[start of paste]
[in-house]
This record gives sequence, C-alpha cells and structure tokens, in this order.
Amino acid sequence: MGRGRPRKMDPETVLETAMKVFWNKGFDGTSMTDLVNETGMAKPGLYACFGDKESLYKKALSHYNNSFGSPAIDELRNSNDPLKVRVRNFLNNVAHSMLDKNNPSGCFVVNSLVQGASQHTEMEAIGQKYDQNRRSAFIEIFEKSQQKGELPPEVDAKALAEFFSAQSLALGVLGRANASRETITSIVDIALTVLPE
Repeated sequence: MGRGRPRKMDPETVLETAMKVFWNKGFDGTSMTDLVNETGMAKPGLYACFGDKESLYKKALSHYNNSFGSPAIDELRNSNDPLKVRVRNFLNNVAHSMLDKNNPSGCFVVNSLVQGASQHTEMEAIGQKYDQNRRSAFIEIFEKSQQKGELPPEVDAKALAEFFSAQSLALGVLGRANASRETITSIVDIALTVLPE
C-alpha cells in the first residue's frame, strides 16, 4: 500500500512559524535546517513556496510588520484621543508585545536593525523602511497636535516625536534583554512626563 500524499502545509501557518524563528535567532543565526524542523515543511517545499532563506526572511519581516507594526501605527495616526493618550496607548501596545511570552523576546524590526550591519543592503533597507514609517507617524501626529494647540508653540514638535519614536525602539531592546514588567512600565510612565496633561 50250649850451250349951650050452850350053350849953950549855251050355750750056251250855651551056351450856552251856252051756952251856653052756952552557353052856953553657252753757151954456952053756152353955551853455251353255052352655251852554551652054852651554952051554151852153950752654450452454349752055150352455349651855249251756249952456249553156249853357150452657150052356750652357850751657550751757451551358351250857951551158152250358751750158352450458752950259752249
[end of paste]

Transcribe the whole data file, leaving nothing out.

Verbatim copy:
[in-house]
This record gives sequence, C-alpha cells and structure tokens, in this order.
Amino acid sequence: MGRGRPRKMDPETVLETAMKVFWNKGFDGTSMTDLVNETGMAKPGLYACFGDKESLYKKALSHYNNSFGSPAIDELRNSNDPLKVRVRNFLNNVAHSMLDKNNPSGCFVVNSLVQGASQHTEMEAIGQKYDQNRRSAFIEIFEKSQQKGELPPEVDAKALAEFFSAQSLALGVLGRANASRETITSIVDIALTVLPE
Repeated sequence: MGRGRPRKMDPETVLETAMKVFWNKGFDGTSMTDLVNETGMAKPGLYACFGDKESLYKKALSHYNNSFGSPAIDELRNSNDPLKVRVRNFLNNVAHSMLDKNNPSGCFVVNSLVQGASQHTEMEAIGQKYDQNRRSAFIEIFEKSQQKGELPPEVDAKALAEFFSAQSLALGVLGRANASRETITSIVDIALTVLPE
C-alpha cells in the first residue's frame, strides 16, 4: 500500500512559524535546517513556496510588520484621543508585545536593525523602511497636535516625536534583554512626563 500524499502545509501557518524563528535567532543565526524542523515543511517545499532563506526572511519581516507594526501605527495616526493618550496607548501596545511570552523576546524590526550591519543592503533597507514609517507617524501626529494647540508653540514638535519614536525602539531592546514588567512600565510612565496633561 50250649850451250349951650050452850350053350849953950549855251050355750750056251250855651551056351450856552251856252051756952251856653052756952552557353052856953553657252753757151954456952053756152353955551853455251353255052352655251852554551652054852651554952051554151852153950752654450452454349752055150352455349651855249251756249952456249553156249853357150452657150052356750652357850751657550751757451551358351250857951551158152250358751750158352450458752950259752249